Wednesday, January 7, 2015

Do Candidates for Public Office always have to resemble Piranhas?

Politics is ugly.  There is a lot of passive/aggressive behavior lying just beneath the surface too.  During the middle of the last century there was a veneer of civility that provided just a slight softening of the rhetoric.  You could sense the vitriol, but it wan't just thrown out there, but couched in nicer terms with a softer, more civil voice.

There is no question that earlier practice of politics in America was extremely crude and lacked any real interest in truth.  It seemed actually to thrive on emotional name-calling and broad insults designed to anger the foe and inspire smiles, cheering and clapping by those on your side.

I would suggest that there was a conscious effort to "refine" the political rhetoric as we reached into the middle part of the 20th Century.  I always felt that an effort was being put forth to come across to the public as "civilized" in both action and speech...even as the comments sent us all to the dictionaries to determine just how great an insult had just been brandished, albeit by inference or innuendo.

And even as the battles waged at periscope depth, there was what seemed to be genuine friendships among those on opposite sides.  As in the courts, folks could argue emotionally and feverishly one against another, yet sit down and share a drink and good conversation as dinner was served with your erstwhile foe.

Today, rare indeed is a friendship...or even acquaintanceship...that crosses ideological lines, even after the close of the work day.  Not only do people on opposite sides not understand each other...they don't want to understand each other.  At least that is how most of them act, even when saying words to the contrary.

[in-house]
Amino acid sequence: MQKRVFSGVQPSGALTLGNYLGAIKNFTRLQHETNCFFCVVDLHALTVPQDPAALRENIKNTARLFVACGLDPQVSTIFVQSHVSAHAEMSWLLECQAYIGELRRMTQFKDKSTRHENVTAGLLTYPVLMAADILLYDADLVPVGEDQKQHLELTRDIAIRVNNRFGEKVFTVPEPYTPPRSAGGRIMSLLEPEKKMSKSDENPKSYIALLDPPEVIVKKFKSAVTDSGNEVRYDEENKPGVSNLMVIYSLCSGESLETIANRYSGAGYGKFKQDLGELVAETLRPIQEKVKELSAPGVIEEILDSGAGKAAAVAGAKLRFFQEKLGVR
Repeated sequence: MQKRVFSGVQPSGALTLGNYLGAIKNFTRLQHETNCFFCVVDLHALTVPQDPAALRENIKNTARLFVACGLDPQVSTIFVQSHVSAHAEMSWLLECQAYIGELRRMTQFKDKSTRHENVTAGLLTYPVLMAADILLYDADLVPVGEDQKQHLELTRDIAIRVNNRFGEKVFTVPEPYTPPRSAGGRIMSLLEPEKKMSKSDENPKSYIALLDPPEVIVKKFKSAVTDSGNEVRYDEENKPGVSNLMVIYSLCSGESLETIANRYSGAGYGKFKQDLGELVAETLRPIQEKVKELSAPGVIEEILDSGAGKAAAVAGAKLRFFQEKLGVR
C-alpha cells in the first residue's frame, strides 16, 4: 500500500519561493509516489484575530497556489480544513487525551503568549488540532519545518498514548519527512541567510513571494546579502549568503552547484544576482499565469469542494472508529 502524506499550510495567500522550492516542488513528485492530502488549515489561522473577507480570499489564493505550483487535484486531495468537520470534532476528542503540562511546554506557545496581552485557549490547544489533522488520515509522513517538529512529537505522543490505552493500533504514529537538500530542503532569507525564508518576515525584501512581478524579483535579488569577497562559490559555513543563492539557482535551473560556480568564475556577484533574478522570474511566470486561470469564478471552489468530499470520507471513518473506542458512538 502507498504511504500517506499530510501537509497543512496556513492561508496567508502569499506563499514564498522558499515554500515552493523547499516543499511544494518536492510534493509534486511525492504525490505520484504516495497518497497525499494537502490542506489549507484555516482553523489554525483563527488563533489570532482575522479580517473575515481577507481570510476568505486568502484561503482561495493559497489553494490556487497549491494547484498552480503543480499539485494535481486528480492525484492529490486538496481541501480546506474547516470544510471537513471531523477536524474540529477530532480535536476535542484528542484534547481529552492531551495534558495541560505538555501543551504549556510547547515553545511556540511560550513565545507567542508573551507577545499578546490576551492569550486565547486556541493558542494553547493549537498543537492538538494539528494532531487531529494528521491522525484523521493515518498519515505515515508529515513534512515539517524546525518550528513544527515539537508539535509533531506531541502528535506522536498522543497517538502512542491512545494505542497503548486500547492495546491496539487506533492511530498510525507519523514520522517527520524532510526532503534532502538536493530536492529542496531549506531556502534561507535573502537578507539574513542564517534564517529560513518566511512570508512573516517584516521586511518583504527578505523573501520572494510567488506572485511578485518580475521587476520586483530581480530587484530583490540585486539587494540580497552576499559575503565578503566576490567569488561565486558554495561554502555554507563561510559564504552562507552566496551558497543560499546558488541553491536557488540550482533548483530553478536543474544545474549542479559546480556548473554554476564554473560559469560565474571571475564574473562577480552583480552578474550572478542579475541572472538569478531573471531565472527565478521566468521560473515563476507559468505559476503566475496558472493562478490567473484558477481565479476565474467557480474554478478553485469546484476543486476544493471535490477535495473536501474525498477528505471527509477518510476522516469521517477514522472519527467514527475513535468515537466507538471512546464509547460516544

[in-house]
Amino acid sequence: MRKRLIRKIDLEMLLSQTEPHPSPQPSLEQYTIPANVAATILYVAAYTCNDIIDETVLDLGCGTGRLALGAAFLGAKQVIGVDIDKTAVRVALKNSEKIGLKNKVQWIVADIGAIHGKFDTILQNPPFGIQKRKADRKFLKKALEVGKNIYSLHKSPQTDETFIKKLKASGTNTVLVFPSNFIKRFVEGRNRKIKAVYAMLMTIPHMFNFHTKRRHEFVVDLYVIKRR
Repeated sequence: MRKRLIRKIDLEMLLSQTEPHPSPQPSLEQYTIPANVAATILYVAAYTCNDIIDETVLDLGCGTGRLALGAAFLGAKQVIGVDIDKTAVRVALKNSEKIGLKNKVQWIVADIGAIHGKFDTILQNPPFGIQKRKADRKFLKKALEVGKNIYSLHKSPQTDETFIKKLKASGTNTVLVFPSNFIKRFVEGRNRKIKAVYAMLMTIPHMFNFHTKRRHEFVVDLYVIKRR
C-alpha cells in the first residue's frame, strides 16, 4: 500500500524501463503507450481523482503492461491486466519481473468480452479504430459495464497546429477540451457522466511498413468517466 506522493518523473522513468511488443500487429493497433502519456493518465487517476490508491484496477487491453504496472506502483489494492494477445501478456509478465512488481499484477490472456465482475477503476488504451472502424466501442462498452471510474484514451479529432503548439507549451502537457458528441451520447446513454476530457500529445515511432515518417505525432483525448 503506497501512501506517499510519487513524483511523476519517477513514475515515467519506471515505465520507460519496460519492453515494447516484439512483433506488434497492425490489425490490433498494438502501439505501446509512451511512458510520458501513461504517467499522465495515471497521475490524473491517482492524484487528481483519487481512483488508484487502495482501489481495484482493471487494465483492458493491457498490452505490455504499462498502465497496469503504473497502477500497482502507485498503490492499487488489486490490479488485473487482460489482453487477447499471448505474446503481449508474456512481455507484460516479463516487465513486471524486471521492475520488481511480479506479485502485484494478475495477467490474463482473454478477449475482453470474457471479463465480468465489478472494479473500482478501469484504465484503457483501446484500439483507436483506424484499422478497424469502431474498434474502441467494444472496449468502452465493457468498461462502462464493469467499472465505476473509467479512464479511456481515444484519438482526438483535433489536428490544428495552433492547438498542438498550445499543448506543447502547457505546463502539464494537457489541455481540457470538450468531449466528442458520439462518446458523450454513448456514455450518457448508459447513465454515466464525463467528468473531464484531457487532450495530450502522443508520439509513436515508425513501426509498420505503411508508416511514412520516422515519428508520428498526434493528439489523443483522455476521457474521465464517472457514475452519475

Given that unfortunate state of political art, it nonetheless is confounding to me how people in the same general segment of political ideology can be as negative with each other when vying for a nomination as they are with those diametrically opposed to their point of view.  When viewed as the bigger picture, their differences are extremely minor and, while demonstrably important, don't seem to rise to the level that calls for a "take no prisoners" conflict.  Yet that is what happens in both major political least as I view it.

I remember Ronald Reagan's admonition to not speak ill of any fellow Republican.  I always like both the sound and the content of that statement.  Even as we now embark on the very beginning of a campaign that will result in a new President of these United States of America, we see this strange sense of cannibalism becoming more apparent.  There used to be an art to a candidate explaining the plus' of their positions that did not require an attack on anyone else; "I am better than 'xxxxx' because I would 'xxxx.' " caused a listener or reader to think about how that person's election would effect the body he was trying to join...and how it would serve our own community.  Those who simply explained why one shouldn't like someone else never used to be a reason to presume that the person deriding another would be a good office holder.  So...why does that seem to work now?  I doesn't with me, but there has got to a serious expectation of its efficacy since almost everyone seems to do it.

And the serious downside of such negative campaigning is that regardless of who wins, that survivor finds that the infighting has handed the real opponents much ammunition to use in the general election.  So...where is the advantage?  I just don't see it.  Short term, maybe there is a boost...but in the age of video tape and recording the long term result is usually disastrous.

Are politicians and political really so stupid as to continue this absurd practice?  I guess we will see in just a bit...

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